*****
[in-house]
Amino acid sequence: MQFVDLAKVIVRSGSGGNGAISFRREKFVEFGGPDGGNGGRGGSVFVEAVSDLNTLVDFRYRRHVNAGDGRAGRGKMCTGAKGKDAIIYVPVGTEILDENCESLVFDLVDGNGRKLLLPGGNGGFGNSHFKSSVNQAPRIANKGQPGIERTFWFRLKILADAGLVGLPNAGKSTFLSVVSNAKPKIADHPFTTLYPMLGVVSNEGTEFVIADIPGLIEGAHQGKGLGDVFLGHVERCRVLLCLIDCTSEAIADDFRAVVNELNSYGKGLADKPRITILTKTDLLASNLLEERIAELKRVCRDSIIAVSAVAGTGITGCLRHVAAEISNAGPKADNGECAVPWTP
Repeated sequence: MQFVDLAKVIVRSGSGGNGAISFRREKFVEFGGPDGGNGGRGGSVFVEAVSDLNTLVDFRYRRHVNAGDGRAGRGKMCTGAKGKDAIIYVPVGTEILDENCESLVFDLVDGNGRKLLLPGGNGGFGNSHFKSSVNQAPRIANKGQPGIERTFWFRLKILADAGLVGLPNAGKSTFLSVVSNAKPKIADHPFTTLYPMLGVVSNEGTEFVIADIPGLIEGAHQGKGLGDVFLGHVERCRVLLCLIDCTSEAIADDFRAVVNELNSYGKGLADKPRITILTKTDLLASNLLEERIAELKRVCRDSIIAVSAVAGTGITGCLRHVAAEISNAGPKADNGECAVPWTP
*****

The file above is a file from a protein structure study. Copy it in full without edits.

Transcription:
[in-house]
Amino acid sequence: MQFVDLAKVIVRSGSGGNGAISFRREKFVEFGGPDGGNGGRGGSVFVEAVSDLNTLVDFRYRRHVNAGDGRAGRGKMCTGAKGKDAIIYVPVGTEILDENCESLVFDLVDGNGRKLLLPGGNGGFGNSHFKSSVNQAPRIANKGQPGIERTFWFRLKILADAGLVGLPNAGKSTFLSVVSNAKPKIADHPFTTLYPMLGVVSNEGTEFVIADIPGLIEGAHQGKGLGDVFLGHVERCRVLLCLIDCTSEAIADDFRAVVNELNSYGKGLADKPRITILTKTDLLASNLLEERIAELKRVCRDSIIAVSAVAGTGITGCLRHVAAEISNAGPKADNGECAVPWTP
Repeated sequence: MQFVDLAKVIVRSGSGGNGAISFRREKFVEFGGPDGGNGGRGGSVFVEAVSDLNTLVDFRYRRHVNAGDGRAGRGKMCTGAKGKDAIIYVPVGTEILDENCESLVFDLVDGNGRKLLLPGGNGGFGNSHFKSSVNQAPRIANKGQPGIERTFWFRLKILADAGLVGLPNAGKSTFLSVVSNAKPKIADHPFTTLYPMLGVVSNEGTEFVIADIPGLIEGAHQGKGLGDVFLGHVERCRVLLCLIDCTSEAIADDFRAVVNELNSYGKGLADKPRITILTKTDLLASNLLEERIAELKRVCRDSIIAVSAVAGTGITGCLRHVAAEISNAGPKADNGECAVPWTP